"If you can't convince them, confuse them.
Discourage your investors from trading thoughts with each other. You don't want words from earlier drop-out malcontents to get a foothold.

"Urge your followers to start benefiting the world immediately: by selling your worthless junk to their families, friends, churches, and fraternal order brothers and sisters.

"Start the old pyramid rolling. Offer commissions to your investors to find more investors."

Says Payne, author of 55 business books, plus the legal thriller, Six Hours Past Thursday, "The strongest muscle in the human body is the tongue. The skilled scam artist is living proof of this.

"But, your Saving Grace is that It's so simple--really--to pause, ponder, evaluate, do the math. Then, just walk away."

Wednesday, November 14, 2007

Con Man's Word Games--Don't be Fooled by a Carnival Barker Pitch

--For defensive purposes, what everybody ought to know: the con man's vocabulary and how to interpret it

Seemingly eons ago, the word, "mark," was born. It was in the 19th century era of the carnival barker that the practice of labeling "marks" originated. Once a victim proved his suckerhood, a shell games operator would slap him on the back with a chalk-filled hand, thus making him identifiable to the other crooked operators on the midway. The carnival con man of the day usually got away with these small-time scams because local authorities wrote such thievery off, "because they'll be gone in 3 days."

This practice has evolved. No longer must you worry about such messy tracking methods. The skilled con man, now a polished orator, resorts, largely, to spellbinding prose, a strictly verbal assault on your common sense. So, how do you keep the chalk off your back? How do you now detect when you are about to be ripped off?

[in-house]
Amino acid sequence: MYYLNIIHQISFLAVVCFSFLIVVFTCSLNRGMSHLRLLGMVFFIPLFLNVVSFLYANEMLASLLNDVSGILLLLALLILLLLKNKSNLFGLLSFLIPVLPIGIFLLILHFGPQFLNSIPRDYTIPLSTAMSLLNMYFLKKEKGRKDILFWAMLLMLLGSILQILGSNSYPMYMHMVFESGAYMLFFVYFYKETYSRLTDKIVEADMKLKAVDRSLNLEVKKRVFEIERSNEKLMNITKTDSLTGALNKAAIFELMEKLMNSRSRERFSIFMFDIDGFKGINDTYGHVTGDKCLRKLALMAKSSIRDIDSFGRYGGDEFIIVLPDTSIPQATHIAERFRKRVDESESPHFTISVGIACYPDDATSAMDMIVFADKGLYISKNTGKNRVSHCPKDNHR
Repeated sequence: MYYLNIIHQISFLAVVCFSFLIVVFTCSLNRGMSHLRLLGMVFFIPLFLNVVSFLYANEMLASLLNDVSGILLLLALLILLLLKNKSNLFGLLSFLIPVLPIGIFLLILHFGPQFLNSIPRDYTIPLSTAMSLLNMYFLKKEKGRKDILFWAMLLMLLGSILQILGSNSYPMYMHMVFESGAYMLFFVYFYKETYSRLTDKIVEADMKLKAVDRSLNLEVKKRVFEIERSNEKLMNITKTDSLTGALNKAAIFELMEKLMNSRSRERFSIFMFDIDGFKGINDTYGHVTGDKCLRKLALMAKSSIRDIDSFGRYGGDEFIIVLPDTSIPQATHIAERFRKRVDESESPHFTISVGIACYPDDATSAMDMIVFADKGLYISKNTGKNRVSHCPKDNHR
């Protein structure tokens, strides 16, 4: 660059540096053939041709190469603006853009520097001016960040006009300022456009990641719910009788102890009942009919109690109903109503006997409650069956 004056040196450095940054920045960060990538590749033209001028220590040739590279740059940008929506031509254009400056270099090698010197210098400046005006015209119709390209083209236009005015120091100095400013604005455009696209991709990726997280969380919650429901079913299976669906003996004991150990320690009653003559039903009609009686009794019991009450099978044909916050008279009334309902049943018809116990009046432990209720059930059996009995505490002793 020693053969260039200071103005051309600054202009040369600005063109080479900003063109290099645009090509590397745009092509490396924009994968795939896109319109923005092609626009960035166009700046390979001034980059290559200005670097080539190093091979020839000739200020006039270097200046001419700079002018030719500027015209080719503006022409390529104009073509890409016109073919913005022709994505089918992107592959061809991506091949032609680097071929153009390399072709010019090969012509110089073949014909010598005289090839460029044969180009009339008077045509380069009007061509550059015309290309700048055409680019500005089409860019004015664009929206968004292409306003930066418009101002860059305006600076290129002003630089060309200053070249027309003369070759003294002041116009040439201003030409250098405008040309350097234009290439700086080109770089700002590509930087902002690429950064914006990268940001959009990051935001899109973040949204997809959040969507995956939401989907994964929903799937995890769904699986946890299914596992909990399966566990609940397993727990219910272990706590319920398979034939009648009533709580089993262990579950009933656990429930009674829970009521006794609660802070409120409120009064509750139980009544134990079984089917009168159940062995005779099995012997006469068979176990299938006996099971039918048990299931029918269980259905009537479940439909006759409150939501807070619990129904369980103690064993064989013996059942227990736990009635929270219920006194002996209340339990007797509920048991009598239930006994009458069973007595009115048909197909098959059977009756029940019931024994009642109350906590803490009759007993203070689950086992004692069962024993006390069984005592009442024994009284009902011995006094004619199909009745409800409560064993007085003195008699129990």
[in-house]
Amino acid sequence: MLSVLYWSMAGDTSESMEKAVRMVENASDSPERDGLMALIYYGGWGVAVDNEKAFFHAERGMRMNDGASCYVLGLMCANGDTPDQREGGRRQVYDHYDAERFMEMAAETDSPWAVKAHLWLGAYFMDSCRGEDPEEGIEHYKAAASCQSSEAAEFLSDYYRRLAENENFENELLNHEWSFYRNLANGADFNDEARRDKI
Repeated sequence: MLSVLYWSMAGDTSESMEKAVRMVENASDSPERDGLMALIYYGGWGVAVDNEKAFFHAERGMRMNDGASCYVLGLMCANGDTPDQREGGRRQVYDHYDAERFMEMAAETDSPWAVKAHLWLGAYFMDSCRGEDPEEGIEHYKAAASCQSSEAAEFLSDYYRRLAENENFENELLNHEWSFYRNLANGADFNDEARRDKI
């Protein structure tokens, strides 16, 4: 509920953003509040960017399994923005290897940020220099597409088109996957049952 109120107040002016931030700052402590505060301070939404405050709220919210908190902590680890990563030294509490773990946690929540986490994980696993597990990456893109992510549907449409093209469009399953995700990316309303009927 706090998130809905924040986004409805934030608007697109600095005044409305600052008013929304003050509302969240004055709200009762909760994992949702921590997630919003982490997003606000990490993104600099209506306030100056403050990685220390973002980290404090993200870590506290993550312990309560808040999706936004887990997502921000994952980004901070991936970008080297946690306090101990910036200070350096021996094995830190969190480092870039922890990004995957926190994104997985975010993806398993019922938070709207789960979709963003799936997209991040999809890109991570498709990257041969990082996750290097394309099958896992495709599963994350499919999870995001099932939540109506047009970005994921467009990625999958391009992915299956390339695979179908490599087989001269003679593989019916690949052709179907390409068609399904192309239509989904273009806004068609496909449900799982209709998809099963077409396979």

Listen closely to the language. Hear each and every word penetrating your ears, on into your head, circulating about your cerebrum seeking analytical judgment. When the con man thinks he has got you in his cross-hairs, certain words will spill forth from his lips. Like the intellectual who uses more words than necessary, he will try to overwhelm you with his charm, wit, and charisma, along with his verbosity. Measure him, and what he says, carefully. Examples of the words:

> Anyone can make a killing. Anyone? C'mon. Obvious, even though the con man thinks, a good slogan will stop researh for 10 years. It's still tried, over and over again.

> Sure-fire. Automatic. Easy money. Airtight. Painless. Foolproof.. Safe. Sure, these words reassure alright. Don't they? Anyone who falls for this claptrap probably also believes in the tooth fairy, Santa Clause, and truthful politicians.

> Confidential. Secret. Then, you must ask yourself, why in the world is he about to spill all of this to a neophyte stranger like me?

> Removes risk. Risk-free. What? Come again. You're thinking, every morning when I leave the house I must drive carefully to avoid hitting somebody. When I get to work I must avoid second hand smoke. I must be careful not to cut myself when using a knife to peel an orange at coffee break. At lunch time I must be sure the potato salad hasn't been standing out too long, to avoid food poisoning. And, on my way home I risk what my husband might think when he sees the fishnet stockings and miniskirt I just bought and am wearing--will he think I was wearing these before I got to work, with a specific purpose in mind?. And, now this guy wants me to invest $10,000 with him and tells me there is no risk?